External Parasites which affect domestic waterfowl
Poultry can suffer from a variety of insects and mites but
fortunately domestic waterfowl, kept in good conditions, are prone
to only two of these parasites (which live on the outside of the
bird). A healthy bird will carry a low parasite load because
efficient washing and preening will remove them. Birds housed with
poultry, and with insufficient water, are most at risk.
If a bird is ill, it may also become infested. In ducks, the head and neck region are most affected by mites; the body seems to remain clear. If a bird is scratching its neck unduly, and especially if its eyes do not look clear and bright, then an inspection for parasites is recommended.
Mites are related to spiders and have eight legs. There are four different kinds of mites which are important to poultry keepers—northern fowl mite, red poultry mite, depluming mite and scaly leg mite. If ducks are not kept in close association with poultry, then only northern mite affects them. This mite looks very like red mite which spends a lot of its time in the woodwork of the poultry house. Both of these mites are blood suckers, and the northern mites lives on the bird all the time. They seem to need the warmth of the host because when the bird dies, then the mites die too. This does not apply to the red mites which live in the structure of the poultry house.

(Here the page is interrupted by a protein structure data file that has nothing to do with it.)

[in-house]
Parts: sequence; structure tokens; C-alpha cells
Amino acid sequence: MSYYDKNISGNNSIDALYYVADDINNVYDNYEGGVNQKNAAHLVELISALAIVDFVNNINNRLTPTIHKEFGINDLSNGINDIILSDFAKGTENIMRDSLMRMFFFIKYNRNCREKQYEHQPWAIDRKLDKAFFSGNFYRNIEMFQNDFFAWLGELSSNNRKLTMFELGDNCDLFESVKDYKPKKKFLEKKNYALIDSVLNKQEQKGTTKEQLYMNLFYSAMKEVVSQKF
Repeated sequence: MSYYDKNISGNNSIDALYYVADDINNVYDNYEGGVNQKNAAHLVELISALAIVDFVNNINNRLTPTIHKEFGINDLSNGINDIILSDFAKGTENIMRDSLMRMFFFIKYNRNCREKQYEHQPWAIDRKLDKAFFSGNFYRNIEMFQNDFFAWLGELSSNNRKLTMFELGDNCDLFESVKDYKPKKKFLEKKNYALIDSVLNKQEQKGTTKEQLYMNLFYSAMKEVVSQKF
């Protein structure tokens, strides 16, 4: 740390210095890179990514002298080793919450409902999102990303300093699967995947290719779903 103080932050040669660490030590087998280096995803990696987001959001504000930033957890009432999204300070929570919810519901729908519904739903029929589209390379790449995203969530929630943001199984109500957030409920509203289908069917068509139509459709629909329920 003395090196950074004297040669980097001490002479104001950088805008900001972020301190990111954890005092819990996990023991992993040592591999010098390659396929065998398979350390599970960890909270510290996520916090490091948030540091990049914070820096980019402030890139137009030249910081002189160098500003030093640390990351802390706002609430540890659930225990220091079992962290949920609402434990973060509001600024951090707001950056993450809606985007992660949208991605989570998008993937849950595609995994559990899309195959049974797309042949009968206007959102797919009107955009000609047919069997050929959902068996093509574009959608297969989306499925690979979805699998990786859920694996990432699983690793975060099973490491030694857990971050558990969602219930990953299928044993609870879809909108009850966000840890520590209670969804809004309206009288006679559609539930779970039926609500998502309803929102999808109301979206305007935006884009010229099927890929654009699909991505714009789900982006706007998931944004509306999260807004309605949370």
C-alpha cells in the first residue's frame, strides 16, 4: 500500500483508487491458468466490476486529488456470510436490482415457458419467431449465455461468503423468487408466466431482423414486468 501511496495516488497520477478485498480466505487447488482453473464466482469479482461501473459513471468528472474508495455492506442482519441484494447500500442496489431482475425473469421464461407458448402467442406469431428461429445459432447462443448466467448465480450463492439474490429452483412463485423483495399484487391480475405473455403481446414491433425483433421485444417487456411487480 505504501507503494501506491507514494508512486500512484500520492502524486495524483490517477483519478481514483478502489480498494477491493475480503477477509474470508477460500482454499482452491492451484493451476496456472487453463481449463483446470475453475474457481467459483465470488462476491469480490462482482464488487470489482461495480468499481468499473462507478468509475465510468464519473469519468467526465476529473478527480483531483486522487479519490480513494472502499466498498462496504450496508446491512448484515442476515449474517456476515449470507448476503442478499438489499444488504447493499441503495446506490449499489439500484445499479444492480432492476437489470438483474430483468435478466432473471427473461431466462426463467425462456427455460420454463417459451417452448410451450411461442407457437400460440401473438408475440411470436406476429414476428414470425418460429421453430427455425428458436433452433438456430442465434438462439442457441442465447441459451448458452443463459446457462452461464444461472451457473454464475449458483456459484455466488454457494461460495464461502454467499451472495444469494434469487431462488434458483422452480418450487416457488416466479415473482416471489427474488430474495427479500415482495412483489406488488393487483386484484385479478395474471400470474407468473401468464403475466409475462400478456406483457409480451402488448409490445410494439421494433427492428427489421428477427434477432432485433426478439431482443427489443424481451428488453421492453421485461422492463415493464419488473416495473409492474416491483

Actual size is about 1mm
Mites are the same shape as ticks, which are also a type of mite. They are easiest to see on white birds, and seem to infest only the head and neck region of ducks and geese. They are most frequently seen when birds get warm at bird shows, or whilst travelling to a show. Then, the mites come out to the surface. The bird owners are frequently unaware of the parasites’ presence until this happens. On coloured birds, it is very difficult to see the mites at all.
Lice are six-legged insects. The ones which affect the waterfowl are quite long-bodied, and are greyish. They do not have wings, cannot jump, and evade removal by living in the feathers and hiding. They are most frequently seen on the white wing feathers—particularly on the axillars under the wing. The lice do not suck blood, but chew skin scales and fine feather. They have flattened bodies and clawed legs which make them very difficult to remove—by finger nail or beak. Size: 2 mm in length.